The trouble with tradition… as I see it.

As artists or writers, we are taught conventions and traditions of thought and practice. In fact, I should go back to the start – as human beings, we’re taught to follow conventions and traditions.

People  work well with established routes towards fixed outcomes because they’re efficient and they make us feel safe. Clichés, stereotypes, tropes, archetypes, whatever – the repetition of a recipe is attractive because we know what we’re likely to get before we start, and we don’t like to fail.

Fair enough.


There are many benefits to be had from learning the rules and why they’re there; in fact, I’m a firm believer in knowing the ins and outs of your craft in order to be able to know the best way to break the rules to get the results you want.

I speak and write Bajan whenever I like, with the firm knowledge that my spoken and written English is very good. I paint in a very traditional way because I enjoy the process and the meticulous frame of mind it puts me in. I know the rules and when to ignore or incorporate them.

My problem with traditions comes when they restrict thought, and even worse, rip you off.

Tradition is just marketing in disguise.

Most of us make purchases blindly, because of the way it makes us feel. It’s not just the rush of having new stuff, it’s the sense of becoming a part of a tribe or a family – the sense of belonging.
When you’re a visual artist, you tend to cultivate your sense of belonging through your chosen medium, but beyond that, you place yourself at the end of the long line of artists, some of whom have become cultural titans.
Some of these names are trotted out to sell everything from chocolates to cars. The cultural capital wielded by the names of long-dead famous artists is immense, and if you want to think of yourself as using the same material as them, therefore being like them – belonging with them – then you’ll surely pay a premium for it.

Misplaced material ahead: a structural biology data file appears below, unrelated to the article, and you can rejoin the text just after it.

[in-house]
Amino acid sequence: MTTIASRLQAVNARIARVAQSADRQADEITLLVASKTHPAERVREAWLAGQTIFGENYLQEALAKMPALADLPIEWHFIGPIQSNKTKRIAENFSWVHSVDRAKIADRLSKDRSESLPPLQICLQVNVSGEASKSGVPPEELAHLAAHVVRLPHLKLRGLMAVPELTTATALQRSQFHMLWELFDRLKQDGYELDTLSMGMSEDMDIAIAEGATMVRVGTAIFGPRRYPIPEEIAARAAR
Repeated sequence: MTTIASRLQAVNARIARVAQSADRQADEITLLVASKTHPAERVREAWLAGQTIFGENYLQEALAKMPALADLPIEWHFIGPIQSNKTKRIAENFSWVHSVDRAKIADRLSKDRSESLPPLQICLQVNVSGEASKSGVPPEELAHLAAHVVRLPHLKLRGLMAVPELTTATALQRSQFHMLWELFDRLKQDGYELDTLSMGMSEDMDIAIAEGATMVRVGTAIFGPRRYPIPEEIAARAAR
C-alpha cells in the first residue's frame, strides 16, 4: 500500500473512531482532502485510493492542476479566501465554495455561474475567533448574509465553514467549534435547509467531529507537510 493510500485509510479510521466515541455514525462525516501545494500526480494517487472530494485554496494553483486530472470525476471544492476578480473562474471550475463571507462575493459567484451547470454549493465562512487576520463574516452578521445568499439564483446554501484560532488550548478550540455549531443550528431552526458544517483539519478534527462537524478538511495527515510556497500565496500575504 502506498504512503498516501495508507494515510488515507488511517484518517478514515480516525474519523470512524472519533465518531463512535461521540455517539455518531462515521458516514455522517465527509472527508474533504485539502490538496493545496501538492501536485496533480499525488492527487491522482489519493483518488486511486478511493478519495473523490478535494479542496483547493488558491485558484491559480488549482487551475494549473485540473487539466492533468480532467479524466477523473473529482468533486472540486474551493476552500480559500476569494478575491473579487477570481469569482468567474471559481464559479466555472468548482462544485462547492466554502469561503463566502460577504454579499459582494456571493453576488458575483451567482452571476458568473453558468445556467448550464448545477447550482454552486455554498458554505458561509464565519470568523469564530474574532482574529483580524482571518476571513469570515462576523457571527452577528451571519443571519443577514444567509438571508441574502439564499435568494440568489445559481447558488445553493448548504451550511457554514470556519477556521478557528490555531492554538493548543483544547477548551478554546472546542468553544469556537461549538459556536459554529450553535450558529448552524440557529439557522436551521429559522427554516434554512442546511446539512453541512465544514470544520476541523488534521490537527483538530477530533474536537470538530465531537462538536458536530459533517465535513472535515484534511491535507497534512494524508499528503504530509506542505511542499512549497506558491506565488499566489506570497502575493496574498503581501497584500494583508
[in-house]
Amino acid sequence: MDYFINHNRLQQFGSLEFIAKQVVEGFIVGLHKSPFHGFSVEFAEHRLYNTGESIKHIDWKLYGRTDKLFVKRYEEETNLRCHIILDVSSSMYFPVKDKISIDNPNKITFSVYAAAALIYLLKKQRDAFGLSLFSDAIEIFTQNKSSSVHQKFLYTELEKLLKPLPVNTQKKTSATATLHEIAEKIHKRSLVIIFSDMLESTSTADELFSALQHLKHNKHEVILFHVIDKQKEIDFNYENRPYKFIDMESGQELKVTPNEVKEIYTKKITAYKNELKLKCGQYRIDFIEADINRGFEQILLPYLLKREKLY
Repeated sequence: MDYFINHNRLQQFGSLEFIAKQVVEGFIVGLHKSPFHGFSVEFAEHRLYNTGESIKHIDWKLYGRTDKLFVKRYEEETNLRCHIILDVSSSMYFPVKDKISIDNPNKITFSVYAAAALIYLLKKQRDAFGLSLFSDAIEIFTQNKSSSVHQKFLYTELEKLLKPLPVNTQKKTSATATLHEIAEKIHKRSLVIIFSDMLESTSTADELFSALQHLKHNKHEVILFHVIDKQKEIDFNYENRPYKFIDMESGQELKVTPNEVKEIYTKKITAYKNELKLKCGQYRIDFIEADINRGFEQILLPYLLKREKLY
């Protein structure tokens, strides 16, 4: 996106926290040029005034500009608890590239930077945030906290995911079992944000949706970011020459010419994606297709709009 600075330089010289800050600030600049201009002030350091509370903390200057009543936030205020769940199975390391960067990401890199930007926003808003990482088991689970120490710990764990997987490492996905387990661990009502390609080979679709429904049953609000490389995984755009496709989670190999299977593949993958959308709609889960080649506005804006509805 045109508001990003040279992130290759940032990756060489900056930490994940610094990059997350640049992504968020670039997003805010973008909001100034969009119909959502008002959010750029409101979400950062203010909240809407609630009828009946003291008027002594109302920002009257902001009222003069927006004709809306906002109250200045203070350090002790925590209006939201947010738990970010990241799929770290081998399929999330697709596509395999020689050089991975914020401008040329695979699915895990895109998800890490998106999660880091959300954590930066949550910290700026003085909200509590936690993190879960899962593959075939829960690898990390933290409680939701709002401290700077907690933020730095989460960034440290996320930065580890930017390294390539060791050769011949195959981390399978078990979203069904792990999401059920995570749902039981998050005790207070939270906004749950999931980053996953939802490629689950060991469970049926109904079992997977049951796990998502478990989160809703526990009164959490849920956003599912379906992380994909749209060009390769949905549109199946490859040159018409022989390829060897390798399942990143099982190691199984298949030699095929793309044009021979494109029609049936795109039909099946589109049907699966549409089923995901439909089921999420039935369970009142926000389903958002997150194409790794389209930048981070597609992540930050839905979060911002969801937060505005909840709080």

Really, tradition for tradition’s sake is a huge money-waster.

For example, you can buy a party dress for a few pounds, but a wedding dress will set you back an awful lot, despite the fact that any dress you wear to your wedding is a wedding dress.

You can buy materials from a hardware store and knock up a “masterpiece” (another term redolent of unhelpful tradition, but that’s another story), but you can get fleeced in an art supply store and come away with little more than a sense of belonging in the club. That’s not to say that there aren’t many specialised artists’ materials that are worth their price, but too often there’s more than a hefty premium for the right branding.

How many products can you think of that have nothing to do with art, but bear the name of a famous artist? How often have you seen the Italian Renaissance referenced in aid of entirely inappropriate clobber, or French impressionists plastered across incongruous tat? Start in the museum or gallery shop, and end in the second hand car dealership.

The trouble with tradition is the appropriation of cultural highlights for commercial gain.

I found a masterpiece in the loo at work, for example. Duchamp was not the artist being referenced.

A Leonardo in the loo. The trouble with tradition is the appropriation of culture for commercial gain.

Traditions are like a cozy duvet, but most of us who are able aim to get out of bed at some point during the day.

Tradition for its own sake is ancestor worship.

Personally, I don’t understand the appeal of doing things you don’t like and being with people you don’t like in places you don’t like because it’s traditional – that’s just doing things to keep dead people happy. Really, being overly dependent on received methods of working, thinking and acting is a sure way to be restricted, unhappy and broke.

I enjoy art and writing that understands its place in history, its influences and its roots. This doesn’t mean it has to be a pastiche; on the contrary, knowing where you’re starting from can help you to define where you want to land.

Says she who makes oil paintings.